They are unique and captivating. They are also, surprisingly, controversial proving that debate over female beauty, particularly as it relates to weight, is anything but a modern issue. The series of earthernware female figures are part of an exhibition of Tang Dynasty treasures excavated near” Xi’an, China, dating back more than 1000 years. Although particularly notable for their extravagant, sometimes multiple, chignons, it’s their apparent “plumpness” (the official description) that has been the cause of comment.
“There have been two specious claims about the female image in the Tang dynasty: that women tended to expose their cleavage and that society considered plumpness as the main form of beauty,” says the official brochure to the exhibition currently on display in Sydney’s Art Gallery of New South Wales, continuing. “… both are subjective misconceptions that result from the legend that Emperor Xuanzong favoured the voluminous concubine Yang Guifei.”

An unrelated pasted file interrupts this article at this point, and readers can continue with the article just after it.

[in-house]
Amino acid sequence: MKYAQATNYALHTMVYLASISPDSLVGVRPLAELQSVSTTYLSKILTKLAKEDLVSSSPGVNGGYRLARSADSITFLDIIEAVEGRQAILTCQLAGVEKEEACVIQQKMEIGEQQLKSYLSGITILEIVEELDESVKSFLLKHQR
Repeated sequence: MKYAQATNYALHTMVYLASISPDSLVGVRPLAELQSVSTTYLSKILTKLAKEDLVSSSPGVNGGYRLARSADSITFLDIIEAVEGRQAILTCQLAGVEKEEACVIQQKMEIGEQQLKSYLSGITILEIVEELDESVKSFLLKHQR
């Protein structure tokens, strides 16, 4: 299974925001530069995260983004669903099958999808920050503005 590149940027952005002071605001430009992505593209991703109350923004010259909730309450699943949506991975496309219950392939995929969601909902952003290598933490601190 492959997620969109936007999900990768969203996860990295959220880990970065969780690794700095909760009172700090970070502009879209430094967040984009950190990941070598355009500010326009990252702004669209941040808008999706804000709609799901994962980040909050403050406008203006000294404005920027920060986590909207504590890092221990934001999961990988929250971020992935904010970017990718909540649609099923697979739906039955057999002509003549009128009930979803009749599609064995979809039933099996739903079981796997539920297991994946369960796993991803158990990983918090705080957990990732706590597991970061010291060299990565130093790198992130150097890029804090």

It later goes on to point out that in Tang-era poetry “it is very common to read words such as ‘small waist’ and ‘slim’ in the description. Yes, historical accuracy is critical. But, looking at this collection of female figures, the observer cannot help but be struck by two inescapable facts: they are definitely not skinny and they are utterly, awesomely, beautiful by any standard.
Tang, Treasures from the Silk Road capital, is currently on at the Art Gallery of New South Wales, in Sydney, until July 9 and includes almost two hundred statues, gold, silver and glass objects, It also features an installation that allows you to “explore” that Cave of the Thousand Buddhas, an ancient Buddhist grotto within the UNESCO World Heritage site which is no longer accessible to visitors.